COMPENDIUM OF BIOGRAPHY.
WILLIAM McBETH is one of the highly respected and substantial citizens of Polk county, whose early home was on the other side of the Atlantic, and who came to this country in limited circumstances, but with the hope of gaining a home and fortune in this free land of ours where better opportunities are furnished ambitious, industrious and enterprising young men than in the old world. His dreams of the future have been more than realized, and he is to-day the owner of one of the best farms in Polk county, pleasantly situated on the northeast quarter of section 12, township 14, range 2.
Mr. McBeth was born in December, 1837, in County Londonderry, Ireland, where his parents, James and Mary (Dennison) McBeth, spent their last days, the father dying when our subject was only six years old. For twenty-one years he was a soldier in the British army, and after being honorably discharged received a pension. One son, James, was also in the British service for ten years and took part in the Crimean war. There were eight children in the family, but only two are now living: Mrs. Isabella Mowbrey, still a resident of Ireland, and William, the subject of this sketch.
The common schools of his native land afforded William McBeth his educational privileges, and he remained in Ireland until July 18, 1860, when he crossed the Atlantic to the new world. After spending one year in New York City, he went to Stark county, Ohio, where he subsequently joined the Union army, January 29, 1862, as a private in the Third Ohio Battery, Light Artillery. After three months spent in Virginia, they returned home and re-enlisted for three years, and at Waynesburg, Ohio, were prepared to go to Fort Henry. Mr. McBeth joined them at St. Louis and took part in the battle of Fort Donelson, Shiloh, the siege of Corinth, and the battle of Iuka, after which they went into winter quarters at Memphis, Tennessee. They were next in the engagements at Port Gibson, Raymond, Jackson, Mississippi, Champion Hill, Black River, the siege of Vicksburg, and after the fall of that stronghold went with General Sherman to drive General Joseph E. Johnston back, which they did at Meridian, Mississippi. They then returned to Vicksburg, where the entire battery veteranized in March, 1864, and were granted a thirty days' furlough. Later they were ordered to Cairo, Illinois, then went with General Sherman to Huntsville, Alabama, and were in the battles of Resaca, Dalton, Kenesaw Mountain, Peach Tree Creek and Atlanta, July 22. They were then sent with General Thomas to Nashville, and took part in the battle at that place December 15 and 16, 1864, after which they remained there until March, 1865. They were then mounted at Fort Donelson and engaged in hunting bushwhackers until the close of the war. At Cleveland, Ohio, they were mustered out, July 31, 1865. Mr. McBeth was in every engagement in which his battery took part, but was fortunately never wounded nor taken prisoner.
After the war, Mr. McBeth worked in Stark county, Ohio, until 1869, when he removed to Knox county, Illinois, making his home there until April, 1873, when he came Polk county, Nebraska, and secured his present homestead. The few settlers at that time were widely scattered, and antelope and deer still roamed over the prairies. Our subject's live stock at that time consisted of but one cow, and his finances were also low, but a grocer at Osceola kindly allowed him to get his provisions on credit for eight months. The first year he broke some land and raised a small crop of sod corn, and since that time has steadily prospered until to-day he is the owner of a valuable tract of five hundred and sixty acres, all improved with the exception of eighty acres. To accomplish this he has labored untiringly.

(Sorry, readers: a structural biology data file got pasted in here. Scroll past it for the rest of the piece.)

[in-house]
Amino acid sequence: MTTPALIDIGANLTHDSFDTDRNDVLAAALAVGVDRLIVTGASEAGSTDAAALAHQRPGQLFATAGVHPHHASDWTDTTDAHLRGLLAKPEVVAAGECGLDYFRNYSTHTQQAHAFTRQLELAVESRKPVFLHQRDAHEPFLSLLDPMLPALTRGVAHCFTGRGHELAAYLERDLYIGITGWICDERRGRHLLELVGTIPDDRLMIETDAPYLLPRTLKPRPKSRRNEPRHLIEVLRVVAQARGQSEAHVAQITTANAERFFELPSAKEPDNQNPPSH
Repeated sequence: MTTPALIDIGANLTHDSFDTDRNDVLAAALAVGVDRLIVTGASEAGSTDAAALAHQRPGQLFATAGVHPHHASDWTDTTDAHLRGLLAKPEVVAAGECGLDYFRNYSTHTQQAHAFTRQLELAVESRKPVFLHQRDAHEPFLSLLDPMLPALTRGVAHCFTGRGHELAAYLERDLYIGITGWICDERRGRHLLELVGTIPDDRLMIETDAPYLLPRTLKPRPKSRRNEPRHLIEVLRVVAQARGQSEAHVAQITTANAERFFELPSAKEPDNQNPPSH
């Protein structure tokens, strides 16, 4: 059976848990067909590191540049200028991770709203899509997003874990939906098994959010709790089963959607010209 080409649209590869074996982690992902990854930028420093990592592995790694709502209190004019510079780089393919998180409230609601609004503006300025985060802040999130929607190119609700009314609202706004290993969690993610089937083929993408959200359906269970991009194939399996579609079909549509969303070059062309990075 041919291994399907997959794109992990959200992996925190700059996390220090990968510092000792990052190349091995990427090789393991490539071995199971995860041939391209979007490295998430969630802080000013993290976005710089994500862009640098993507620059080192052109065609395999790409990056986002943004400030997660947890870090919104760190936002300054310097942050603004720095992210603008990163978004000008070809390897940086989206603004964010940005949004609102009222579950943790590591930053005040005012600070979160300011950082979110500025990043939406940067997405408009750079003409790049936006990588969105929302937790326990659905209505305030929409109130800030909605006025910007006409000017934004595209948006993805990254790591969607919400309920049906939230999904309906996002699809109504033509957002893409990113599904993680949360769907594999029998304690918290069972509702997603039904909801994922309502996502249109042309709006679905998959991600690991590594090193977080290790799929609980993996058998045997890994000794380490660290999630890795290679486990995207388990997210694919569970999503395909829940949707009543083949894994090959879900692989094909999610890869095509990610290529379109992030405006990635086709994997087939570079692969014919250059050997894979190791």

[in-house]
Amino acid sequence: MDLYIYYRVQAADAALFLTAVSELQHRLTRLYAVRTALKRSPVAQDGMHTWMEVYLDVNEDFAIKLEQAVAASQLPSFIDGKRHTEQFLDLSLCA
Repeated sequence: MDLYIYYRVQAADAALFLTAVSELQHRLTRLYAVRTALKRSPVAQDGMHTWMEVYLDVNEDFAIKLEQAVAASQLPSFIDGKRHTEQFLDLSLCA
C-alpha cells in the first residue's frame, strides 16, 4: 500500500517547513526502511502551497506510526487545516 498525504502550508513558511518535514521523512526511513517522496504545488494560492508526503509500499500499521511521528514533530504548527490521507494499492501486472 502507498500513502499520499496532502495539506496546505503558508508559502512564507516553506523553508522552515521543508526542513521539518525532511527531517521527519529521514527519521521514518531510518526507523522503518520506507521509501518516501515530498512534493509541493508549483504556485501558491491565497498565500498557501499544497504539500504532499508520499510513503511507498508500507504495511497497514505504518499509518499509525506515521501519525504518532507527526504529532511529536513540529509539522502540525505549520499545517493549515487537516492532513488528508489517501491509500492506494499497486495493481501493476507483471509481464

In 1868 Mr. McBeth married Miss Sarah Melissa Seaburg, who was born in Stark county, Ohio, January 30, 1843. Her parents, Joseph and Catherine (Munn) Seaburg, were natives of Pennsylvania and Scotland, respectively, were married in the Keystone state, and became early settlers of Stark county, Ohio, where both died. They had eight children, of whom seven are still living, and three sons--Charles M., James C. and Dallas--served in the Union army during the Civil war. Seven children were born to Mr. and Mrs. McBeth, of whom six are living: James M., who wedded Mary Blaschkie, and is now serving as captain of the Sons of Veterans, at Osceola; Emily J., who married Guy Pierce and has one child, Norman A.; Robert H., who is first lieutenant of the Sons of Veterans at Osceola; Frank M.; Mary F.; and William Harrison.
Mr. and Mrs. McBeth are leading members of the Presbyterian Church at Osceola, in which he is serving as elder, and they regularly attend both the church services and Sunday school. He has been senior vice-commander of the G. A. R. post, at Osceola, of which he is an honored member, and his wife belongs to the Woman's Relief Corps. Since becoming a citizen of the United States, he has given an unfaltering allegiance to the Republican party, has been an active worker in its ranks, has served as assessor of Canada precinct, and has been a school officer for the long period of eighteen years. This country has no more patriotic or loyal citizen than Mr. McBeth, who gives his support to all measures which he believes in any way calculated to promote the general welfare or advance the interests of his county, state or nation.